A lawyer representing far-right group Patriot Prayer and its founder Joey Gibson has appealed a Multnomah County judge's refusal to throw out a $1 million lawsuit against his client.
Patriot Prayer, Gibson, and other four members of the Vancouver, WA-based organization were sued by Portland pub Cider Riot in May 2019 for instigating a violent brawl against Cider Riot patrons (many of which identified as anti-fascists) on May Day.
In his Monday filing, attorney James Buchal asked the Oregon Court of Appeals to reconsider two pre-trial rulings. The first is Circuit Court Judge Andrew Lavin's September decision to deny Gibson's request to have his case heard in another county. The second is Lavin's November refusal to agree with Buchal that Cider Riot engaged in a Strategic Lawsuit Against Public Participation (SLAPP)—a name for litigation that appears specifically crafted to intimidate and deny critics' right to free speech—an accusation that would have called for the case's dismissal.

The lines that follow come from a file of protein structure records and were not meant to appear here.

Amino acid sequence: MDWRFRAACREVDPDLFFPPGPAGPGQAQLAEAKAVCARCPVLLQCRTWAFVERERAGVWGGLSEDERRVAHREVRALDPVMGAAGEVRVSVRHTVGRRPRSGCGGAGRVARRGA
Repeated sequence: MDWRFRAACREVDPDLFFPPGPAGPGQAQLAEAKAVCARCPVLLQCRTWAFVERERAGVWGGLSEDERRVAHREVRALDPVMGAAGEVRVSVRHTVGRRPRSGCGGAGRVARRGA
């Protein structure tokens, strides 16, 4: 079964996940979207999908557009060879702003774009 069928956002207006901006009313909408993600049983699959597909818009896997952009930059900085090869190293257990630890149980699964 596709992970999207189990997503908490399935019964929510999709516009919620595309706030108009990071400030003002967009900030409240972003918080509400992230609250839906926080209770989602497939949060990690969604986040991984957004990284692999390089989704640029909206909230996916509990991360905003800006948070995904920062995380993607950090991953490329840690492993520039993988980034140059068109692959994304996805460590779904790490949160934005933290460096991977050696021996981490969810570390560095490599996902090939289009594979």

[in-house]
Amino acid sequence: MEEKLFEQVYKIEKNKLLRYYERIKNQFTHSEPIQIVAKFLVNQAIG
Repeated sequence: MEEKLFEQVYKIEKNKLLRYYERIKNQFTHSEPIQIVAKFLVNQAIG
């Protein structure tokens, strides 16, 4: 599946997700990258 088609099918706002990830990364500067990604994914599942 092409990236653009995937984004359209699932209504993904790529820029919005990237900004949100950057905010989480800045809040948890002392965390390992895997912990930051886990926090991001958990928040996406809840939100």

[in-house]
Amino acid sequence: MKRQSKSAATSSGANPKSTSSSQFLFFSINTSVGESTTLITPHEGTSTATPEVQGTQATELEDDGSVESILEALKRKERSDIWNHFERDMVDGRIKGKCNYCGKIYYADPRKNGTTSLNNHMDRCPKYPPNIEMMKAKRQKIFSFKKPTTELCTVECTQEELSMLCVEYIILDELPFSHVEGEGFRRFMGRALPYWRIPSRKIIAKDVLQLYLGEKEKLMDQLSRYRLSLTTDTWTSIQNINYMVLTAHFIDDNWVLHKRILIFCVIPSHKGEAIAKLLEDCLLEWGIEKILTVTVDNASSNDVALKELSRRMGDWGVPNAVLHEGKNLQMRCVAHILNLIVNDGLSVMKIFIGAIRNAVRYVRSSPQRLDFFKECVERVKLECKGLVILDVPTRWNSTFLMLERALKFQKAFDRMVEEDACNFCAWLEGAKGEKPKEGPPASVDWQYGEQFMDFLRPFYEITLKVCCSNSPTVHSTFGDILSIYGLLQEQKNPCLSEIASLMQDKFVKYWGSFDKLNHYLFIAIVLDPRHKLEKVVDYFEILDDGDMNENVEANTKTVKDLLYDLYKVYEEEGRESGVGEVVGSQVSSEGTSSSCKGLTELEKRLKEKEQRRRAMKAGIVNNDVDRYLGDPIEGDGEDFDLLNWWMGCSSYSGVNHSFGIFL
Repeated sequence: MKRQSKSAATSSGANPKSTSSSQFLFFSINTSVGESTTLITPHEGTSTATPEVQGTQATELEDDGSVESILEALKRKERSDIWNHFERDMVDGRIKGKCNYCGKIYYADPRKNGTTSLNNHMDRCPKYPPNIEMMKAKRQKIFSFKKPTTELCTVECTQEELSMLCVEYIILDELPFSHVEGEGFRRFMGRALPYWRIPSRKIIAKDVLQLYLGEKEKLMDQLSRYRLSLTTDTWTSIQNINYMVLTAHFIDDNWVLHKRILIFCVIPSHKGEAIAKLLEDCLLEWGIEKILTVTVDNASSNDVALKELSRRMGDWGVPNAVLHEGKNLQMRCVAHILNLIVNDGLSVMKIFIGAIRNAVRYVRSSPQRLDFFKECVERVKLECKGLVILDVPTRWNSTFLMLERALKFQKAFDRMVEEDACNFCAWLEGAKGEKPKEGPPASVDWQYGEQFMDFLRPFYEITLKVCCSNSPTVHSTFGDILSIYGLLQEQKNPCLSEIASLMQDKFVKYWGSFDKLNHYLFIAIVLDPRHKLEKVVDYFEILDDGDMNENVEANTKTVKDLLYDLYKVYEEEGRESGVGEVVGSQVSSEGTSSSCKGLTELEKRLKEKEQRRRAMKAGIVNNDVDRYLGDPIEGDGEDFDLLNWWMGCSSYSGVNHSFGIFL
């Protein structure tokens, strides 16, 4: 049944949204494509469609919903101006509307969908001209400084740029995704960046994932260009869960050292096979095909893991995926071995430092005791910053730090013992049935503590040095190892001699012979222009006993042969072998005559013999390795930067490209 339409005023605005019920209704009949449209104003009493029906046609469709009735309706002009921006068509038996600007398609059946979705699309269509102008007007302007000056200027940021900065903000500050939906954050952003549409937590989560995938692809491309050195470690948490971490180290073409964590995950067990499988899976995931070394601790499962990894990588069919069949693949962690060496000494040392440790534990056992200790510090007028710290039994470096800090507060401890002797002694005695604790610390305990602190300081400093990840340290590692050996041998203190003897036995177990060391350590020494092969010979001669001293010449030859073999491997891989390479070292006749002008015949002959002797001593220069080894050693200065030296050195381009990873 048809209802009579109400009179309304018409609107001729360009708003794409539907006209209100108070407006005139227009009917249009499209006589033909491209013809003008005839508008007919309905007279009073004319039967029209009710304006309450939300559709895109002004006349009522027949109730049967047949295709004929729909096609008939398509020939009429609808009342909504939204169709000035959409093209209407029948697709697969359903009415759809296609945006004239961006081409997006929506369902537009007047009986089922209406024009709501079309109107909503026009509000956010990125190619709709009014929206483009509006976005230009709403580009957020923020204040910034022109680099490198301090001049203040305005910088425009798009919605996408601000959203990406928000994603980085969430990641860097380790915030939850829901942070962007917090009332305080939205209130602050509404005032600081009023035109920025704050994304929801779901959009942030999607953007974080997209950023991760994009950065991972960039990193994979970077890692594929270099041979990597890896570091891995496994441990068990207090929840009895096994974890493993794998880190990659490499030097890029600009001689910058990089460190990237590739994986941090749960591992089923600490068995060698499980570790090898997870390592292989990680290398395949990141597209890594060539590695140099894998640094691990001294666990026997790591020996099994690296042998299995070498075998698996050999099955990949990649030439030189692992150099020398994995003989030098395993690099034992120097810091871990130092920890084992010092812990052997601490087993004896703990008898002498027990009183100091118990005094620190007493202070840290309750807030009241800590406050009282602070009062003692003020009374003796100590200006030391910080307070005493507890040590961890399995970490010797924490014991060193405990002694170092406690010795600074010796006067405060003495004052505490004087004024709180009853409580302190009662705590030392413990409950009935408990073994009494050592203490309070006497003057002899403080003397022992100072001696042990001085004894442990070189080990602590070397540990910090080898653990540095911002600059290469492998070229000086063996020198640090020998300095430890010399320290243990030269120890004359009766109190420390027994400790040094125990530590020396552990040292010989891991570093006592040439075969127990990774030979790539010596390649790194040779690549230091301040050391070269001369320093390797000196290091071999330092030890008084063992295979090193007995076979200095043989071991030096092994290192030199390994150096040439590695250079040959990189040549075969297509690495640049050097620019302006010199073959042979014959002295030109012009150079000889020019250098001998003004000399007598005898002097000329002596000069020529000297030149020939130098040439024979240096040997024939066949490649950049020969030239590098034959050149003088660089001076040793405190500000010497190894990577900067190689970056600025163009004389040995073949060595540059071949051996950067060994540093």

In court, Lavin said that Cider Riot’s lawyers have provided enough evidence proving that the actions that occurred on May 1 went beyond free speech.
“Would a reasonable [person] conclude that certain individuals outside Cider Riot on May 1st engaged in conduct that went beyond constitutionally protected speech or demonstration, and therefore became tortious and/or criminal?” Lavin asked at the time. “The answer to that is yes.”
Buchal, who also serves as the president of the Multnomah County Republicans, has chosen to represent all Patriot Prayer-related defendants in this appeal—not just his main client, Gibson. Those defendants include Ian Kramer, Christopher Ponte, David Willis, and MacKenzie Lewis.
Gibson, Ponte, Kramer, and Lewis are all named in a criminal felony case related to the same May Day clash. That trial is set to begin in February.